Angelou's book "I Know why the Caged Bird Sings' was written, according to its author, to serve as a certain purpose and this purpose can be glimpsed in its language. As the poet and critic Opla Moore (1999) remarked, the Caged Bird was intended to demonstrate, at a time, when these issues were just beginning to come into that open and when Blacks were still struggling for recognition, that rape and racism does exist in America and that out-of-wedlock teen pregnancy not only exists but must be recognized as not always the fault of the teenager and often due to other reasons that may be reducible to the state and church itself. Angelou uses poetic and vivid language to shake the very foundations of the reader's stereotypes and narrative way of construing his or her world by shaking conventional platitudes with the discomfiting reality of disruptive factors and introducing these factors in a narrative / linguistic form that uses new conventions to do so. Angelou seeks to move and inform and, in order to do so employs a certain form of language that is demarcated between wiser woman and immature girl and that is visible upon closer analysis of the book.
As Braxton (1999) observes, Angelou uses two distinct strands of voice in her book. There is firstly that of the narrator herself (possibly the mature Maya Angelou) and then there is that of the little girl, who suffering and primitive, describes her situation in her own plaintive manner. Angelou herself remarked of the struggle that she had in doing this:
I have to be so internal, and yet while writing, I have to be apart from the story so that I don't fall into indulgence. Whenever I speak about [the Caged Bird], I always think in terms of the Maya character… so as not to mean me. It's damn difficult for me to preserve this distancing. But it's very necessary. (Braxton, 1999, p.8).
This is the struggle of every author -- to be at once omniscient whilst writing in the voice of the hero / heroine. For Angelou, however, the two interrelated voices may have had a more deliberative, constructive purpose of, on the one hand, informing the reader. This is the mature author guiding the reader by the hand. On the other hand, of inspiring and moving the reader. And this is accomplished by compelling the reader to step into the living, breathing spirit of the little child Maya.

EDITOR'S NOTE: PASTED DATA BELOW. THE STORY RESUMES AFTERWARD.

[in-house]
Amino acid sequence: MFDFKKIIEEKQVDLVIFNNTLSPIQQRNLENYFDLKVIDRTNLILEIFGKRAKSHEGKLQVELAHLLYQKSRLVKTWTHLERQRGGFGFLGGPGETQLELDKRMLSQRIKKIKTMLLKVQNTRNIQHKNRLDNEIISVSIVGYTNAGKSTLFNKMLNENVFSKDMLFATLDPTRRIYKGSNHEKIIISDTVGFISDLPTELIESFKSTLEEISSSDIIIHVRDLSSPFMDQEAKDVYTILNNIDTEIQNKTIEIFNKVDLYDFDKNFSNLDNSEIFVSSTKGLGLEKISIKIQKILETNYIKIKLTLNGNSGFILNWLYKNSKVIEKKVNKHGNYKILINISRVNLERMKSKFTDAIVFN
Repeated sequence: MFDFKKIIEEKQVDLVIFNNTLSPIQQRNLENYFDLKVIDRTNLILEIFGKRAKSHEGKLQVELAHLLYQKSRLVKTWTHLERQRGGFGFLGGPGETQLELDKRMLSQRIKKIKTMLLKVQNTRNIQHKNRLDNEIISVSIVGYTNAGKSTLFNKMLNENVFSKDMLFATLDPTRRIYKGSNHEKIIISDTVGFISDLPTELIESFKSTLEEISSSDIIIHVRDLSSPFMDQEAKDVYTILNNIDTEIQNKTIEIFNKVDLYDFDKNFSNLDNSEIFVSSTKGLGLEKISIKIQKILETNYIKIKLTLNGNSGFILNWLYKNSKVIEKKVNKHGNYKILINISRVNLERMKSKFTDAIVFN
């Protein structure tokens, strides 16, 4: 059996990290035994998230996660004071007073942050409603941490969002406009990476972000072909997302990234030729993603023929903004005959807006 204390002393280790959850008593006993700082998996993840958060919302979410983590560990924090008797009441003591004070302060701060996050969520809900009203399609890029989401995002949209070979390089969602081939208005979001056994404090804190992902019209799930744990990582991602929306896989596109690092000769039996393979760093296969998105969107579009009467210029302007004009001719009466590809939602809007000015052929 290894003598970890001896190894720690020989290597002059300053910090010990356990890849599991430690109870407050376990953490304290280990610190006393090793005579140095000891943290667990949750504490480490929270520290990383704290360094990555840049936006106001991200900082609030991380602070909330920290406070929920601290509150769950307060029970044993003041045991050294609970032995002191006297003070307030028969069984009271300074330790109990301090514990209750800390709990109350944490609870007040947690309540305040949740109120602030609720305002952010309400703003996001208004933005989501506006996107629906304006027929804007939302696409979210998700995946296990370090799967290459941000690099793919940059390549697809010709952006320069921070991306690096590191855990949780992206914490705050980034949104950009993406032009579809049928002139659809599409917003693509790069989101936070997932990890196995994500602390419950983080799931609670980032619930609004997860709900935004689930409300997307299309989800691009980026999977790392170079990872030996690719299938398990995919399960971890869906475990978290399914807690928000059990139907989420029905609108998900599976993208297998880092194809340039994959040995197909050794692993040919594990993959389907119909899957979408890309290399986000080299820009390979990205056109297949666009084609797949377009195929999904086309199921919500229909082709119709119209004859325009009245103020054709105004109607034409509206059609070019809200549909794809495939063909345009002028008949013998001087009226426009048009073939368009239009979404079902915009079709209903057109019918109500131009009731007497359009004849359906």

This is done in various ways as with neglect of grammar as, for instance, in the following sentence when Angelou telling of her launching into her grandmother's life and trying to portray the embarrassment that the little Marguerite feels, has Marguerite recounts:
I hadn't so much forgot, as I couldn't bring myself to remember. Other things were more important. (Angelou, p124)
Notice the term' forgot'. A deliberate grammatical error that has its corollaries in various other scenes in the story. The grammatical error, by the way, is an interlude in a chapter that flows back and forth between the mature Angelou directing and the immature Marguerite bringing you into her experience through dramatizing the incidents with her 'girl' infantile speech. Thus:
Just thinking about it made me go around with angel's dust sprinkled over my face for days. But Easter's early morning sun had shown the dress to be a plain ugly cut-down from a white woman's once-was-purple throwaway. It was old-lady-long too, but it didn't hide my skinny legs, which had been greased with Blue Seal Vaseline and powdered with the Arkansas red clay. The age-faded color made my skin look dirty like mud, and everyone in church was looking at my skinny legs.
Wouldn't they be surprised when one day I woke out of my black ugly dream, and my real hair, which was long and blond, would take the place of the kinky mass that Momma wouldn't let me straighten? My light-blue eyes were going to hypnotize them, after all the things they said about "my daddy must have been a Chinaman" (I thought they meant made out of china, like a cup) because my eyes were so small and squinty. Then they would understand why I had never picked up a Southern accent, or spoke the common slang, and why I had to be forced to eat pigs' tails and snouts. Because I was really white and because a cruel fairy stepmother, who was understandably jealous of my beauty, had turned me into a too-big Negro girl, with nappy black hair, broad feet and a space between her teeth that would hold a number-two pencil (ibid. pp. 124-126)